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September 24, 2009 | 12:00 a.m. CST
In honor of tonight’s Providence Bowl, we’ve packed our High School Faceoff issue with the tales of long-tenured teachers and a who’s-who list of famous alums. We also take a close look at the cultures of both schools, including technology and violence. To do this, we sent 14 reporters to Hickman and Rock Bridge to speak with students, faculty and administrators, as well as sources such as the Columbia Police Department. In doing this, we hoped to better understand the schools and paint a complete picture of their respective cultures.
We know what you’re thinking; Columbia isn’t just a two-school town. This is true, but Hickman and Rock Bridge are the town’s two traditional public high schools and, as such, command the most attention. But we’re not discrediting Douglass High School. In "Overcoming obstacles," we explore 1960s desegregation and how it affected students at Douglass and Hickman. But due to the size and nature of Douglass and Columbia’s private schools, it’s unfair to compare these to Hickman and Rock Bridge. To our knowledge, this is the first comprehensive comparison of Hickman and Rock Bridge. We trust these stories have a longer shelf life than just football season.
Thanks to Bill Cosby, we all know that kids say the darndest things. The surprises don’t stop when adolescence hits: Teens simply learn to keep comments below the radar. Their gossip, though, often doesn’t go unheard. Although they keep to themselves and remain relatively unnoticed, school custodians see and hear it all. Anthony Fitzgerald custodial supervisor at Hickman High School, and Arnold Cromwell, custodial supervisor at Rock Bridge, have stepped away from maintaining the school to enlighten us on what life is like behind the scenes.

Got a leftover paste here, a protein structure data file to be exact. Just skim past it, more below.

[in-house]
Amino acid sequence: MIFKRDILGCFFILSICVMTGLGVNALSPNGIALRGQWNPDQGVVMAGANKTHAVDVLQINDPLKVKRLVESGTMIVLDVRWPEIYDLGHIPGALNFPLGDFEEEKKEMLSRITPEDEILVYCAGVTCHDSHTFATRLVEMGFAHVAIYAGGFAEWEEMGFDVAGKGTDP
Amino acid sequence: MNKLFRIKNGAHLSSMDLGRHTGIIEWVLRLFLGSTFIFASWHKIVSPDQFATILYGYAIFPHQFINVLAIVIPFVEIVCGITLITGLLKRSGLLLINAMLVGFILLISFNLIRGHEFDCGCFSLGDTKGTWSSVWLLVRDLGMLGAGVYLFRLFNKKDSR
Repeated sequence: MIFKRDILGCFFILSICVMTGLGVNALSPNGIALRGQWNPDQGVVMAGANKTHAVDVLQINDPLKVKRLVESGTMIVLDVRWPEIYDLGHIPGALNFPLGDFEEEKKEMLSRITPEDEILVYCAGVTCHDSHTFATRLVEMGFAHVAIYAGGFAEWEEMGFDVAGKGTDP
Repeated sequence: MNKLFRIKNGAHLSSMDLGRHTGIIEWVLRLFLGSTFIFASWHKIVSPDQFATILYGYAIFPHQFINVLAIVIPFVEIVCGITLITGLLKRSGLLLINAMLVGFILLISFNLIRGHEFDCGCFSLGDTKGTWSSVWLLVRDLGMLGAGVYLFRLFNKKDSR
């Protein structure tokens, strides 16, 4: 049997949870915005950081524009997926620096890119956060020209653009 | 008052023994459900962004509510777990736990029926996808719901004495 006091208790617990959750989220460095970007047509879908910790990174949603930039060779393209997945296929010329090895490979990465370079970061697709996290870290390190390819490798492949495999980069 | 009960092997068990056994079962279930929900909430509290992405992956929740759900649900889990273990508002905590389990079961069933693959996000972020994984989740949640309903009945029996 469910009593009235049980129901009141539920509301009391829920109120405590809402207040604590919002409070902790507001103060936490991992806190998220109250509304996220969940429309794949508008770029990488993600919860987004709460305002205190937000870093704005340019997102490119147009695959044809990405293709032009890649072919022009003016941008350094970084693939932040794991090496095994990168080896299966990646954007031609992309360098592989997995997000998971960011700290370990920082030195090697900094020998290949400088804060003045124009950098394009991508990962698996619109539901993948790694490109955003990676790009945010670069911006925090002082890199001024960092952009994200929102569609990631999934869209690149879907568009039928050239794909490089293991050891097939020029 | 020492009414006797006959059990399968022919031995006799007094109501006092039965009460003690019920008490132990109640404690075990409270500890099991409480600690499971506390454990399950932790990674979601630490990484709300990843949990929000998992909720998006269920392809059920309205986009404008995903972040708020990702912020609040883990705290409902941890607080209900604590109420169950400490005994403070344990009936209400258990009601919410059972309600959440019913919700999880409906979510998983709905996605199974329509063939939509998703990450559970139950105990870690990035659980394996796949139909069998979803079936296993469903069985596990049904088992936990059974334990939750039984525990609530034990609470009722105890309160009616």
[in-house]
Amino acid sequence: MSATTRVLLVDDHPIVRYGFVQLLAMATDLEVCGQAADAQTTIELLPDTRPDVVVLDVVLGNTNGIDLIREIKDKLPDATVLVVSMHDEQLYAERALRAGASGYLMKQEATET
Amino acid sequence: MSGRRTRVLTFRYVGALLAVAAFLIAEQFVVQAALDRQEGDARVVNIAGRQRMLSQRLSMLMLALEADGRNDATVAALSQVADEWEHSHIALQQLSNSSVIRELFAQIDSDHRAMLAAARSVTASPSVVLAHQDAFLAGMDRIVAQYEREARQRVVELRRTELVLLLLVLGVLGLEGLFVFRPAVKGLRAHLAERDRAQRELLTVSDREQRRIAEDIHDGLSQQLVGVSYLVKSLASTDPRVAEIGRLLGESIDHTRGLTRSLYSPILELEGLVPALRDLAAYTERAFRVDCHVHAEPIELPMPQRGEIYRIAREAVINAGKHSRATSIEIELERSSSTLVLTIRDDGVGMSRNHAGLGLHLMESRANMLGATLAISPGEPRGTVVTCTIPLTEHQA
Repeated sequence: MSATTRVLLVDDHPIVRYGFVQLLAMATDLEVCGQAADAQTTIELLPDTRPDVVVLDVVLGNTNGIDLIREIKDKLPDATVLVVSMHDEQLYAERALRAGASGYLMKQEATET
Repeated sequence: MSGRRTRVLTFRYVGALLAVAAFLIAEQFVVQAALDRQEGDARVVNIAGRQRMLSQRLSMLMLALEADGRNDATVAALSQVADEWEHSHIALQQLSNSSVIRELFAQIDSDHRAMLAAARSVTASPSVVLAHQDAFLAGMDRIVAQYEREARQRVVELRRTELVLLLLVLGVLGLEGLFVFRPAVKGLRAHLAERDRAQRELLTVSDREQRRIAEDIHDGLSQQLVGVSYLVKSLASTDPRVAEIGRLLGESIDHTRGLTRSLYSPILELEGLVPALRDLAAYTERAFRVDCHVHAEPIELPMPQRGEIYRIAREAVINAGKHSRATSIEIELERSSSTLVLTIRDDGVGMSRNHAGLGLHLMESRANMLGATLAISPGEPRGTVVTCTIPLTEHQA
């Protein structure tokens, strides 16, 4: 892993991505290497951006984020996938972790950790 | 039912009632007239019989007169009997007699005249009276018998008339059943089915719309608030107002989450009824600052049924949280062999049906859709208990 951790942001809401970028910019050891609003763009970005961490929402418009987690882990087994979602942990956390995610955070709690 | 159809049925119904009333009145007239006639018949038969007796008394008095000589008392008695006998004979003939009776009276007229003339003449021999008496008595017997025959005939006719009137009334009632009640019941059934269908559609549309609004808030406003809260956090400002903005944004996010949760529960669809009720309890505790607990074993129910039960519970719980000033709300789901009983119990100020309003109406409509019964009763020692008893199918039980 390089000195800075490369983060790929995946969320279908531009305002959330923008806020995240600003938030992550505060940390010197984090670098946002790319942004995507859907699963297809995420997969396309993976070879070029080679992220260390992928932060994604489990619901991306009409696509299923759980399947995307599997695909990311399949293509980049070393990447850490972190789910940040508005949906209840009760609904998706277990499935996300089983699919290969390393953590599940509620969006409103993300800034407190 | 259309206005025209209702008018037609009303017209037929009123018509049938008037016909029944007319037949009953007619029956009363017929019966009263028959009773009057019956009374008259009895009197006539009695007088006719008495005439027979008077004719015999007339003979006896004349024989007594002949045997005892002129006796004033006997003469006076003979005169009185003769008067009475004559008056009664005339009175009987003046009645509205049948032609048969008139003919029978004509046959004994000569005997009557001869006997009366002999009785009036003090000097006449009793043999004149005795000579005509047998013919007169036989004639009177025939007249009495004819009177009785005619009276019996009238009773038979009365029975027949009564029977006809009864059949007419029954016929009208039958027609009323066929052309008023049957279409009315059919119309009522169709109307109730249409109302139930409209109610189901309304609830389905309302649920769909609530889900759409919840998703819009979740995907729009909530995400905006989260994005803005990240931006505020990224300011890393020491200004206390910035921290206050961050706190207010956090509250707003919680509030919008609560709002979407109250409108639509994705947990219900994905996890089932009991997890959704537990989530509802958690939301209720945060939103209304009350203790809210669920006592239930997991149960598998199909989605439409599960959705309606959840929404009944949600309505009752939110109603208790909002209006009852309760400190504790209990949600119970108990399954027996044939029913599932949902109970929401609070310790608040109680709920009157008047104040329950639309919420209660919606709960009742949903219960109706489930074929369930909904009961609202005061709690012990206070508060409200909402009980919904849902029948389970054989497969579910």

It’s a poetic scene of sorts when students flood the hallways at Rock Bridge and Hickman High Schools. Cell phones are whipped out, and fingers fly across keypads. Although it is hard to understand how a majority of socialization can be virtual, today’s students use cell phones, social sites and mp3 players hourly to make and break plans, break and make up and, generally, be teenagers.
Each year, Rock Bridge and Hickman compete in 17 different sports, each with varying degrees of success. Vox looks at the last year’s record books to put a stop to puffery surrounding major sports and to solve this rivalry once and for all. The numbers don’t lie.
Flapper dresses were hot, and disco was an inferno but what’s happened since our hometown high schools opened in the ’20s and ’70s? Find out and impress alums with your historical knowledge about the Bruins and the Kewpies.
Greg Asbury missed his chance to get out of Columbia. Now he never wants to leave. Asbury earned his diploma from Hickman High School in 1979, exactly 30 years after his father. Like a lot of young adults his age, Asbury scoffed at the idea of sticking around his hometown, but jobs kept him moored in mid-Missouri. Although his wandering was a zigzag path, Greg never really left the city.